One of our history ITE mentors likes to talk about the way she and I often perform a ‘pincer movement’ on the beginning teachers we share. This sounds much more aggressive than the reality! Our ‘pincer movement’ most often involves both of us praising the student for the same achievement or seeking to offer support if we have concerns about their well-being. Sometimes it involves both of us providing complementary advice, reflecting our differing perspectives, to allow the trainee to find their way through a situation. This pincer movement only works because the mentor and I both believe in and are committed to partnership. We understand the value of a quick email or phone call at the end of the day to put each other in the picture. We see ourselves as a team. We know that our beginning teachers’ experiences of teacher training are enriched by their exposure to both of their teacher educators – the school based mentor and university based tutor.
A community of teacher educators
At the University of Nottingham we are fortunate to have a community of history teachers committed to the mentoring of the next generation of teachers. During our first mentor development session of 2019/20 I found myself smiling as I looked out on the assembled history mentoring team, reflecting on how fortunate our new batch of history PGCE students are to have these teachers ‘in their corner’. Our mentoring team comprises a range of experience. We have a number of experienced colleagues who both mentor their PGCE student and also support those taking their first steps into mentoring. We are also fortunate that a significant proportion of our mentors were trained through our programme and have continued to engage with our subject community, and so understand first-hand our ethos and approach. We also have mentors who trained elsewhere but who have ‘got on board’ with our vision for subject specific partnership in the training of history teachers. All of our mentors offer insight into a range of school settings, helping us to develop our course to prepare beginning teachers for a range of different experiences in specific contexts.
Partnership in teacher training is vital, and the building of a thriving subject community is central to that endeavour. Ways in which we seek to do this are through initiatives such as our Subject Interest Group, where we have joined with UoN History to support our teachers in their subject knowledge enhancement, whilst also maintaining a focus on developing this into subject knowledge for teaching. Our mentor development meetings seek to be exactly that – development not just information giving. It is an opportunity to deepen our understanding of mentoring approaches and also deepen our appreciation of what makes great history teaching – both in terms of pedagogy and engagement with scholarship in the classroom. Our Subject Advisory Group includes mentors and former students who help us to develop our course and support the coherence between our university and school-based elements. We also seek to build strong relationships between the university ITE tutors and school mentors through our regular communication about the progress of our students; all of us are teacher educators involved in the process of growing beginning teachers to make a difference to children. In all these ways we work together and make the theory of partnership become a reality.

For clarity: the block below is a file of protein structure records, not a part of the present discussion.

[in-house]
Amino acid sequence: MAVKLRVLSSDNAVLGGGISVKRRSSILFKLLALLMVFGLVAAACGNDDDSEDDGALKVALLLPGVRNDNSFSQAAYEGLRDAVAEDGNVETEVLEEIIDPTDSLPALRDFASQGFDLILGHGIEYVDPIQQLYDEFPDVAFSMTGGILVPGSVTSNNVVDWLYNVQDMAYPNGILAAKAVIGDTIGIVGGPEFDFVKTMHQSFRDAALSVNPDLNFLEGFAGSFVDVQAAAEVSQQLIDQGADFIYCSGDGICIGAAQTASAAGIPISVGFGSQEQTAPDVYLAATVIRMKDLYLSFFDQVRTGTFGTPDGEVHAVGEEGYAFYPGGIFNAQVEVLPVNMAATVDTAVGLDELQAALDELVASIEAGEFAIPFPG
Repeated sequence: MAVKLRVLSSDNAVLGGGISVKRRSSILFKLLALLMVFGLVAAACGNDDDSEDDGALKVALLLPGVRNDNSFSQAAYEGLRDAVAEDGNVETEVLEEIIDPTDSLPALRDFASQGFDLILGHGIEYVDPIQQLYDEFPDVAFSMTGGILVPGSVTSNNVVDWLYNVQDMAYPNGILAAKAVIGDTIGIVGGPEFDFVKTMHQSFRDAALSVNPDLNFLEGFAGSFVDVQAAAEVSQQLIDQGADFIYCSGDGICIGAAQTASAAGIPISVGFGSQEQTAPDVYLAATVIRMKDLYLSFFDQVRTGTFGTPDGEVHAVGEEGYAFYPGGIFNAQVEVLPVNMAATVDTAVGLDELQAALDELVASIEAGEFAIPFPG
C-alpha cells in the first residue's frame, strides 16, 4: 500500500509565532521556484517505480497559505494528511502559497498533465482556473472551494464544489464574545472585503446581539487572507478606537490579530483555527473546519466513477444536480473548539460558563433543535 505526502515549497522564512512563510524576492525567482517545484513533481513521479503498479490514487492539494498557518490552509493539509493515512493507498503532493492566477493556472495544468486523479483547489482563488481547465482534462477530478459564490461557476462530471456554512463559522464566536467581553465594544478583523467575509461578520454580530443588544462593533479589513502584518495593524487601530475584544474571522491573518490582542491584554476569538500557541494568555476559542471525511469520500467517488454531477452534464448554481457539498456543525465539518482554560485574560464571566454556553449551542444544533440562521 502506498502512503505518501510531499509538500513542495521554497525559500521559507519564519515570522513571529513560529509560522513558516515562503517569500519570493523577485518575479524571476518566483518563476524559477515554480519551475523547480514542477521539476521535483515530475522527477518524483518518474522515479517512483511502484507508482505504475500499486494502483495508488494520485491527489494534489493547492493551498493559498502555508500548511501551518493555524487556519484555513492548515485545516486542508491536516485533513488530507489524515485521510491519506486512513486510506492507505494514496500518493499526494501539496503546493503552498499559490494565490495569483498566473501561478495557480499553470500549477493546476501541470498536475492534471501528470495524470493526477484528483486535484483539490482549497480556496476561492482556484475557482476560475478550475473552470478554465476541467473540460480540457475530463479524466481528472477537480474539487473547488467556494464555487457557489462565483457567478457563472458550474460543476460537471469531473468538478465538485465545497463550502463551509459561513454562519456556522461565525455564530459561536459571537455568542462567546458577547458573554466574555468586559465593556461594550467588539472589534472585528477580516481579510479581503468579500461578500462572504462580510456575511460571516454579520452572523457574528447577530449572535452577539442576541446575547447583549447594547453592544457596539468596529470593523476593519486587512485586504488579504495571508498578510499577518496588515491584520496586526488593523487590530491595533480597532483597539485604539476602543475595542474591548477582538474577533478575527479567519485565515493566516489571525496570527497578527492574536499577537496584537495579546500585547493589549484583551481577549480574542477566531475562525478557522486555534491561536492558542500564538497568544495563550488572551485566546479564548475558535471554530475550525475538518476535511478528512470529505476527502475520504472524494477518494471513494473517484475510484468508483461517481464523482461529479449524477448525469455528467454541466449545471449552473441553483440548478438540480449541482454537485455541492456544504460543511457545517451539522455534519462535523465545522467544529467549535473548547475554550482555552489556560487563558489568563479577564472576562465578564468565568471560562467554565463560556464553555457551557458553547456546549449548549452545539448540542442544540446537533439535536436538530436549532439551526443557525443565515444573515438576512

A new year of partnership
As we begin the new academic year with a new cohort of beginning teachers, I just want to say thank you to all teacher educators who join us in this endeavour. Raising the next generation of teachers is vital for the young people of our country, and it is you who will be such an important influence in their teachers’ lives and first forays into the classroom. Thank you for your partnership.
Burn, K. and Mutton, T. (2014) ‘Inquiry paper 4: review of ‘research informed clinical practice’ in Initial Teacher Education’ in The Role of Research in Teacher Education: Reviewing the Evidence. Interim Report of the BERA-RSA Inquiry, BERA. https://www.bera.ac.uk/wp-content/uploads/2014/02/BERA-RSA-Interim-Report.pdf